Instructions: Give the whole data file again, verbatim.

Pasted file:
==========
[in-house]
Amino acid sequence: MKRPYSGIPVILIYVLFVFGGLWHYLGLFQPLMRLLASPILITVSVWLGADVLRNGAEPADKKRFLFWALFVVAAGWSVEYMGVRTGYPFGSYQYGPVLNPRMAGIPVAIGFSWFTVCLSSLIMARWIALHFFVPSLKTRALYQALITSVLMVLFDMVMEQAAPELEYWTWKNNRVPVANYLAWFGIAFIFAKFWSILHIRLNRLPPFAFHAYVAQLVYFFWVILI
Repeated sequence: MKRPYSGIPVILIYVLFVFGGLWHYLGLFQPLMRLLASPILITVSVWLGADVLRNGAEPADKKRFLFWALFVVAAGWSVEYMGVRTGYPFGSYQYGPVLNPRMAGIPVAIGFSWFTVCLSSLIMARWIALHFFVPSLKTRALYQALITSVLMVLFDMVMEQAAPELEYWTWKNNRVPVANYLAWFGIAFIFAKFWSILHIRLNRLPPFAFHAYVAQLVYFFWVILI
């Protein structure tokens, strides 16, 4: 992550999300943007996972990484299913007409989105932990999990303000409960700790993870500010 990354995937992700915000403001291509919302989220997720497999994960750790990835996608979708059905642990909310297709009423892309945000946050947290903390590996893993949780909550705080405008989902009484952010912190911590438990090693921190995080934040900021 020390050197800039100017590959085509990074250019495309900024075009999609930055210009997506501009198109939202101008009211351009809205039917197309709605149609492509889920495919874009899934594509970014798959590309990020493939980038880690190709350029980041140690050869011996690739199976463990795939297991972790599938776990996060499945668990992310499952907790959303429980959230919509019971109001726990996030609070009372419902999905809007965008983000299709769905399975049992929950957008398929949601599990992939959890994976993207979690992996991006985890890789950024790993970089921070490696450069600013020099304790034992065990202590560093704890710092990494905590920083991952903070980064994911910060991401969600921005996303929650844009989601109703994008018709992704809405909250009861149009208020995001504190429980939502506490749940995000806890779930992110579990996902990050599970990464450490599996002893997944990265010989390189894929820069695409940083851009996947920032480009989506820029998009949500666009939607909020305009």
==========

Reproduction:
[in-house]
Amino acid sequence: MKRPYSGIPVILIYVLFVFGGLWHYLGLFQPLMRLLASPILITVSVWLGADVLRNGAEPADKKRFLFWALFVVAAGWSVEYMGVRTGYPFGSYQYGPVLNPRMAGIPVAIGFSWFTVCLSSLIMARWIALHFFVPSLKTRALYQALITSVLMVLFDMVMEQAAPELEYWTWKNNRVPVANYLAWFGIAFIFAKFWSILHIRLNRLPPFAFHAYVAQLVYFFWVILI
Repeated sequence: MKRPYSGIPVILIYVLFVFGGLWHYLGLFQPLMRLLASPILITVSVWLGADVLRNGAEPADKKRFLFWALFVVAAGWSVEYMGVRTGYPFGSYQYGPVLNPRMAGIPVAIGFSWFTVCLSSLIMARWIALHFFVPSLKTRALYQALITSVLMVLFDMVMEQAAPELEYWTWKNNRVPVANYLAWFGIAFIFAKFWSILHIRLNRLPPFAFHAYVAQLVYFFWVILI
């Protein structure tokens, strides 16, 4: 992550999300943007996972990484299913007409989105932990999990303000409960700790993870500010 990354995937992700915000403001291509919302989220997720497999994960750790990835996608979708059905642990909310297709009423892309945000946050947290903390590996893993949780909550705080405008989902009484952010912190911590438990090693921190995080934040900021 020390050197800039100017590959085509990074250019495309900024075009999609930055210009997506501009198109939202101008009211351009809205039917197309709605149609492509889920495919874009899934594509970014798959590309990020493939980038880690190709350029980041140690050869011996690739199976463990795939297991972790599938776990996060499945668990992310499952907790959303429980959230919509019971109001726990996030609070009372419902999905809007965008983000299709769905399975049992929950957008398929949601599990992939959890994976993207979690992996991006985890890789950024790993970089921070490696450069600013020099304790034992065990202590560093704890710092990494905590920083991952903070980064994911910060991401969600921005996303929650844009989601109703994008018709992704809405909250009861149009208020995001504190429980939502506490749940995000806890779930992110579990996902990050599970990464450490599996002893997944990265010989390189894929820069695409940083851009996947920032480009989506820029998009949500666009939607909020305009």